Davon House left Green Bay for two years, but his loyalties never strayed too far from the Packers.
Now he can dust off all the green-and-gold gear that he kept stowed away while playing in Jacksonville.
House has returned to Green Bay after two seasons with the Jaguars, one of the reinforcements being brought in to buttress the secondary.
“I mean people might look at me like I’m weird, but I kept all my Packers stuff after I left here,” House said. “Rooted for (the Packers) except when we played (them) in Jacksonville. … I felt like I was a still a Packer deep down inside.”
The last time that House was in Green Bay, he was looking up to older players Tramon Williams and Sam Shields. The Packers drafted House in the fourth round in 2011 out of New Mexico State.
Now House is the veteran who hopes to serve as a mentor to a young cornerback group.
Being able “to pick his brain about the things he knows, the things he sees in the game is beneficial,” said Quinten Rollins, who is entering his third year in the league.
The cornerback position was a problem area last year for the Packers. Shields went down in the season opener at Jacksonville with a concussion and never returned to the field. The most experienced cornerback on the 2016 Packers was cut in the offseason.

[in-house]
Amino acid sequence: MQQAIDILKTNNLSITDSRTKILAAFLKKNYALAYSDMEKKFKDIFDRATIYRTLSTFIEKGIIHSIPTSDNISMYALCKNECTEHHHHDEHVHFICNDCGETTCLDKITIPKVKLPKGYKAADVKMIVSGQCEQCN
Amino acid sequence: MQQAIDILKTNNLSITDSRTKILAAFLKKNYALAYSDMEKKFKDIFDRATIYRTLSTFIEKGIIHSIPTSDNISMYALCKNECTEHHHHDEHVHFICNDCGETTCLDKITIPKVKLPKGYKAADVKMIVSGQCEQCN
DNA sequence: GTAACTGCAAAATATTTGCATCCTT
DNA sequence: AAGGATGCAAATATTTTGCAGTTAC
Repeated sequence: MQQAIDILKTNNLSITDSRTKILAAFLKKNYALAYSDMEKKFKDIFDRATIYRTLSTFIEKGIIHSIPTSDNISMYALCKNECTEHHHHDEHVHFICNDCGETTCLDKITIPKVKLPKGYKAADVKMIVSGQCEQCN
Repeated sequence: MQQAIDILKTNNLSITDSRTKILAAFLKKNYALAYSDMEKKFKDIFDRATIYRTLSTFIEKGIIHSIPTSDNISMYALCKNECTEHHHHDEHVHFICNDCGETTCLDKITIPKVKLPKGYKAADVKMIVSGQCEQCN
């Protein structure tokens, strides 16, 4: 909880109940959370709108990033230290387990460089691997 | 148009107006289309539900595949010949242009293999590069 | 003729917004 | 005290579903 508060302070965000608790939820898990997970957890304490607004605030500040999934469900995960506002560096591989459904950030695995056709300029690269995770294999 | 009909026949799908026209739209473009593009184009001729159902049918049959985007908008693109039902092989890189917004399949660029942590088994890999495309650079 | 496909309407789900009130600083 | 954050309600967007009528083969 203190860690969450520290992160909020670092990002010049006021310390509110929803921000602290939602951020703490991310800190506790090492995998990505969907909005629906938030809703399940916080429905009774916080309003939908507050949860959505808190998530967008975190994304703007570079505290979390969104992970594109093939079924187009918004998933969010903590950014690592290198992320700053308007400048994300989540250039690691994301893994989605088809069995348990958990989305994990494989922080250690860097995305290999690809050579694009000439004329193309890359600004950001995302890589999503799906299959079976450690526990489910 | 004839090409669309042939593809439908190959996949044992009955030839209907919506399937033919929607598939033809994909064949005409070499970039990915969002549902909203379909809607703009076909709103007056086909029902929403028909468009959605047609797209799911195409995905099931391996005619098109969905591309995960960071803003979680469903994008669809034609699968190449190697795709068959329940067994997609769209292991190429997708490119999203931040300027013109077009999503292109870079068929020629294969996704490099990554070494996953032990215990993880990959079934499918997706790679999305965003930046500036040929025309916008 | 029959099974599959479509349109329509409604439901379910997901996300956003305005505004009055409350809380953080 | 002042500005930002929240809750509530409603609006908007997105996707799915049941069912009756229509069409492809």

Shields’ injury left more responsibilities for younger players. Rollins and Damarious Randall, who were both drafted in 2015, had injury-plagued seasons. LaDarius Gunter, a former undrafted free agent in his second year, took on the lead cornerback role down the stretch to mixed results.
Rollins and Randall are healthy again for offseason work. Gunter should benefit from more experience. Green Bay drafted 6-foot-3 Kevin King from Washington in the second round last month, giving them much-needed length and a potential opening-day starter at one cornerback position.
House could be a starter on the other side. He started all 16 games for the Jaguars in 2015, recording 23 pass deflections and four interceptions, but had just four starts last season.
“So now I’m in role where I’m going out there every time, they call the 1s, I’m the first one out doing the reps and the drills,” House said. “I’m leading by example, I guess you could say.”
The depth that the Packers have now at cornerback should help in a league in which offenses are becoming increasingly reliant on the passing game.
The defensive coordinator is still Dom Capers, so House is familiar with the scheme. Joe Whitt is the cornerbacks coach, just like when House left a few years ago.
House feels at home in Green Bay.
“I wasn’t going to go anywhere else, unless things were just ridiculously different than here,” House said. “This is where I needed to be, for me to ‘show the world what I can do type-thing.'”